End of life healthcare nightmares (and steps to avoid them)
Healthcare directives and powers of attorney
For many people, end of life healthcare planning occurs when they sign an advance directive to physicians. The directive essentially tells your doctor what kind of care you want (or don’t want) when you can no longer speak for yourself. Attorneys and long-term care insurance providers agree that having an advance directive is smart. It can save your estate a lot of money and, perhaps most importantly, it can save you suffering when you’re near death. But a directive isn’t always enough.
The danger of cookie-cutter directives
Dr. Jessica Zitter, a critical care and palliative care physician in Oakland, CA, recently published an insightful article regarding one nightmare scenario. Dr. Zitter’s patient, called Vincent, was an old and very sick man that lived at a nursing home (at least when he wasn’t at the hospital). Vincent had executed, and later amended, an advance directive that required his doctors to do everything possible to keep him alive. Vincent was admitted to the ICU on nine separate instances near the end of his life. On his last trip, his hip bone was entirely exposed due to chronic infections, ulcerations, and lack of skin and tissue.
The details in Dr. Zitter’s account of Vincent are startling, but perhaps more startling is the possibility that nursing home provided advance directives, which are “cookie cutter similar,” are geared towards misaligned objectives. According to Zitter, “nursing homes typically highlight advance directive completion rates as a point of pride, a metric to prove that they are concerned about the patients’ preferences.” That may be true, but Vincent’s directive didn’t stop his disastrous final weeks/months.
Casey Kasem’s end-of-life nightmare
Another legal document, called a Healthcare Power of Attorney (HPOA), can help ensure your final medical wishes are followed. A HPOA appoints an agent to speak to your doctors for you. But even when a person has both a HPOA and a physician’s directive, there can still be a dispute regarding care. Such was the result for Casey Kasem. Mr. Kasem’s final days, which got national media attention, involved a court battle between his daughter (Casey’s appointed healthcare agent) and her step-mother (Casey’s second wife). In the end, Casey’s daughter prevailed, but it didn’t stop the delay and fighting between his family members. Sadly, this scenario plays out too often (without media coverage).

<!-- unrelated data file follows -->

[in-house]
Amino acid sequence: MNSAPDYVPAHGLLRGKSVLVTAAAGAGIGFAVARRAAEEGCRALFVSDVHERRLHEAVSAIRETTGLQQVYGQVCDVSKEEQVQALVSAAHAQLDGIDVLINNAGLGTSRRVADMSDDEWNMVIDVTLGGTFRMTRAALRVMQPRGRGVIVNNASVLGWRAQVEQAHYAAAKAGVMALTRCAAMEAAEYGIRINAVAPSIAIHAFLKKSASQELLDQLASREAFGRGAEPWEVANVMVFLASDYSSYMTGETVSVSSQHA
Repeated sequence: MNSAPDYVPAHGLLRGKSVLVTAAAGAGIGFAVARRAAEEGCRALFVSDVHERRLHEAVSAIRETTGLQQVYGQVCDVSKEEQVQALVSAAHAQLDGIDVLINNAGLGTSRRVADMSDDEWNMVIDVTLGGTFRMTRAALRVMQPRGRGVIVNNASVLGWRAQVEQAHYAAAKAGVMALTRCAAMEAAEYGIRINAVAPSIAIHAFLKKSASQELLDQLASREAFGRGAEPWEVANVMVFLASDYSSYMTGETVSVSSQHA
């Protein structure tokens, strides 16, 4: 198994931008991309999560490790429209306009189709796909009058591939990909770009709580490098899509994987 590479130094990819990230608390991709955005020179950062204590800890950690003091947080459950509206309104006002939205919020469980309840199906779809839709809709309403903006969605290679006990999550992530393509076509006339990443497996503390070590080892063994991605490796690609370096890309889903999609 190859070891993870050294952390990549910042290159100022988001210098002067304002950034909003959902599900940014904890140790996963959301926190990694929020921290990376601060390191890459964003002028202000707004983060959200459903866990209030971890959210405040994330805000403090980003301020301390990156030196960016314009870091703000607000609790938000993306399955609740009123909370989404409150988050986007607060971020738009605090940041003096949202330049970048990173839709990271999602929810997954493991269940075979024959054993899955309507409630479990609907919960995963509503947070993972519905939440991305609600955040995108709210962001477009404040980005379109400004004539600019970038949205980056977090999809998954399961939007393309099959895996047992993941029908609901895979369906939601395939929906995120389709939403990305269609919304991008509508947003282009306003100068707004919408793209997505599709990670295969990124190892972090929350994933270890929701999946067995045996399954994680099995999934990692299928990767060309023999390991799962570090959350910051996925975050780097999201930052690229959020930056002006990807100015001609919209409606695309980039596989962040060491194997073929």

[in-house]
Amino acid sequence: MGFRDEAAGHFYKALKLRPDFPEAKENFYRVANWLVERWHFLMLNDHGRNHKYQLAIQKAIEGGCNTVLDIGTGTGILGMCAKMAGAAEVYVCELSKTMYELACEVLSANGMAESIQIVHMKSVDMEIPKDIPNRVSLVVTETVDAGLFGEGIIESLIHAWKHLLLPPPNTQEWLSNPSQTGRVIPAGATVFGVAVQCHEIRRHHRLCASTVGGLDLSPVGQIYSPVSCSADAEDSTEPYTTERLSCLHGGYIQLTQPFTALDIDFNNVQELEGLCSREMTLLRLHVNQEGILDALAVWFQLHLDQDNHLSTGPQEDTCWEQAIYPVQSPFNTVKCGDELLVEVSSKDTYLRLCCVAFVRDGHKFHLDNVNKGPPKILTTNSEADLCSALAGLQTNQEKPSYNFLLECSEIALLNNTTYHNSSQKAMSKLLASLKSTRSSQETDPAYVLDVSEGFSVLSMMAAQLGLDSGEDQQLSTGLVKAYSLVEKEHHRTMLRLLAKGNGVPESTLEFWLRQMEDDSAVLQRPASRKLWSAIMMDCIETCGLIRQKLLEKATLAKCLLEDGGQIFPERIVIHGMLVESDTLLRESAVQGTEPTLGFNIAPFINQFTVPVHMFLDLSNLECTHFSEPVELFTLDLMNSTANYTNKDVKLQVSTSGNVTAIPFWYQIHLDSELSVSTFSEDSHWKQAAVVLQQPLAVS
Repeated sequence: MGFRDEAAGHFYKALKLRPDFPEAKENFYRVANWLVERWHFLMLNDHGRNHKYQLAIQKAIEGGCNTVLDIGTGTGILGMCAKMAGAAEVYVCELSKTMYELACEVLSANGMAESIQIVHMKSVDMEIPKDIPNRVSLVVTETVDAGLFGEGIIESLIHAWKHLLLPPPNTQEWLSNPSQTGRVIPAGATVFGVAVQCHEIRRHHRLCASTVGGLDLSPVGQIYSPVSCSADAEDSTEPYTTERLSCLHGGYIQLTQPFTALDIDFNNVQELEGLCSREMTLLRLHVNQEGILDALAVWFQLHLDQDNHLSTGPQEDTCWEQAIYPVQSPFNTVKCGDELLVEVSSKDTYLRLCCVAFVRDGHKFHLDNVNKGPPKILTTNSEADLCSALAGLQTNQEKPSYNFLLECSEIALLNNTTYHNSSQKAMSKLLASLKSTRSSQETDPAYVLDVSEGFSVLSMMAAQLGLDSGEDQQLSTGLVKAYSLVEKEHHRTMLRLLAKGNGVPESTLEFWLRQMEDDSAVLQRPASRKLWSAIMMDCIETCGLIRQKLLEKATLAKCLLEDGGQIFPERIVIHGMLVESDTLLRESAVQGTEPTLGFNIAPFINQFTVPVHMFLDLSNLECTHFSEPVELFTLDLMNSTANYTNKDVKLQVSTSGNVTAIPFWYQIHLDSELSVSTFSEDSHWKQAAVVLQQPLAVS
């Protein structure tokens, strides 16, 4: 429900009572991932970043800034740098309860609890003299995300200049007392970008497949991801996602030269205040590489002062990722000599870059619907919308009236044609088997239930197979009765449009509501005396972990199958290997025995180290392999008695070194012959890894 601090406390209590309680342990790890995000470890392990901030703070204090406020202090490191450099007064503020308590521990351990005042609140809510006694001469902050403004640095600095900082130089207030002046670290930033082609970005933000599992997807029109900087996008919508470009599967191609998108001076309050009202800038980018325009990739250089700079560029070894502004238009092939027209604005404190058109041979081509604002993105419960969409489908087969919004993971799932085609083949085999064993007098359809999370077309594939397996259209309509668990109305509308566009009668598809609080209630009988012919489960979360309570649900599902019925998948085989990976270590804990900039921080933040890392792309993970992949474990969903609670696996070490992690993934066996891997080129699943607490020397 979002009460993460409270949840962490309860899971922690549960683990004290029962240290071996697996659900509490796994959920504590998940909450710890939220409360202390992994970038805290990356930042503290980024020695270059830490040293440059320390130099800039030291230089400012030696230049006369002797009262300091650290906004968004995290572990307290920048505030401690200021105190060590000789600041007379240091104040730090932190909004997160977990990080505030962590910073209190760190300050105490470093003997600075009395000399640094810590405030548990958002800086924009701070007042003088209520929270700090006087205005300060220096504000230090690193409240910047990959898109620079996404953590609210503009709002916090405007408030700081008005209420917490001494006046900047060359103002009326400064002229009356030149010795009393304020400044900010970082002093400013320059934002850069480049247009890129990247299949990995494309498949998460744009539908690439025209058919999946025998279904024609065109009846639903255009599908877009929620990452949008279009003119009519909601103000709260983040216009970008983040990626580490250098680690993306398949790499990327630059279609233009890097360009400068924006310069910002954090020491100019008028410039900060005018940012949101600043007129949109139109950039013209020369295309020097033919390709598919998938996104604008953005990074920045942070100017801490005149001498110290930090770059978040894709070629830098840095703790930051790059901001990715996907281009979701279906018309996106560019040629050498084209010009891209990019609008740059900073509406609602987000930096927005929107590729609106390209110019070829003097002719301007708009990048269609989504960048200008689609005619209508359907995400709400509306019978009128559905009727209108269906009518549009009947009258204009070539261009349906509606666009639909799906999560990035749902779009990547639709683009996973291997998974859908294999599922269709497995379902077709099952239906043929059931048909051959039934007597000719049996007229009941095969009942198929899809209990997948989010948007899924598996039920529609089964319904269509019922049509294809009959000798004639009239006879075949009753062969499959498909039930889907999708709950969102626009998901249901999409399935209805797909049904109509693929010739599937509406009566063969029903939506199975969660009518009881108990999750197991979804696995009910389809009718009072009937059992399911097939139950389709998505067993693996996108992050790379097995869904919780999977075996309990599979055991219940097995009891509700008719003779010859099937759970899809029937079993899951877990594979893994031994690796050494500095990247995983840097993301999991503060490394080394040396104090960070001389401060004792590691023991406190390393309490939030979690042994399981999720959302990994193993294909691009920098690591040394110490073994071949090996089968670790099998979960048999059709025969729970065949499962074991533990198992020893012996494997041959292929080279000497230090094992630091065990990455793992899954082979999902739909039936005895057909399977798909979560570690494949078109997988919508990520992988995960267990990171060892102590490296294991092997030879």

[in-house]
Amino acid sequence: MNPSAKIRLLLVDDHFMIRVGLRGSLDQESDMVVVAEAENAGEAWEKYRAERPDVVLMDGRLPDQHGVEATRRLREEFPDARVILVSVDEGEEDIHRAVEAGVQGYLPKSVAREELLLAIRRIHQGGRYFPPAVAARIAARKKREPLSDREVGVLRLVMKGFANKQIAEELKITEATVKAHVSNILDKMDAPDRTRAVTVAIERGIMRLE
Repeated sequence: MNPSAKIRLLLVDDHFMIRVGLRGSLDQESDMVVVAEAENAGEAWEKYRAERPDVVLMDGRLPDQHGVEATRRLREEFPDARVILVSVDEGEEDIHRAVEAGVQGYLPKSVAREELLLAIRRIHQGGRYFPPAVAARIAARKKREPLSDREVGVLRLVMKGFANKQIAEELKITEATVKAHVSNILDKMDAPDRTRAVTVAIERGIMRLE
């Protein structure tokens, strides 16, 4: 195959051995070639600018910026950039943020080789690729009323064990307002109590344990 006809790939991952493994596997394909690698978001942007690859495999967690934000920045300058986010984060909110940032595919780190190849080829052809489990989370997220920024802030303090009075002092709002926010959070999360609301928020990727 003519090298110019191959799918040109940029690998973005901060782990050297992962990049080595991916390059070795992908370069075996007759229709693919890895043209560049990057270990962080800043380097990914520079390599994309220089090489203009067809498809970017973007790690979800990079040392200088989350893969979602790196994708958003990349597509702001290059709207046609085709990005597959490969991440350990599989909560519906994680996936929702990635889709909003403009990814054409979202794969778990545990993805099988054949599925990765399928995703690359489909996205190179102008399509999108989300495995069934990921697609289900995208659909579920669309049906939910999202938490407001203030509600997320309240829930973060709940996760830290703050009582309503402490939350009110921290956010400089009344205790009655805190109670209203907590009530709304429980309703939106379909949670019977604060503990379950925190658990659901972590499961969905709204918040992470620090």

Little can be done to entirely stop family member intervention. Your death will be overwhelmingly emotional for everyone in your family. And unfortunately, the emotions don’t always point to the same objectives or decisions. But there are things you can do to help avoid a nightmare for yourself (and your family).
What you can do
1. Have a Physician’s Directive and HPOA. Have an attorney help you – these aren’t costly and can be done quickly. You’ll sleep better (and maybe even live longer) having them done.
2. Designate an agent that you trust and expect to be up to the challenges of carrying out your wishes. Your death won’t be easy on your family, so choose someone who will be up to the decision making challenges (while also being compassionate with the others).
3. Communicate with you family about what you want. If you have an aging parent, encourage them to talk about what they want. It’s a difficult conversation but it’s very important. Ideally, you should have the conversation with all of your family members together – that way your family members can be assured that you said the same thing to everyone. Also, your conversation should align with your directive and HPOA.
4. Finally, update your directive and HPOA as your life circumstances change. Your attorney can tell you more about recommended updates.
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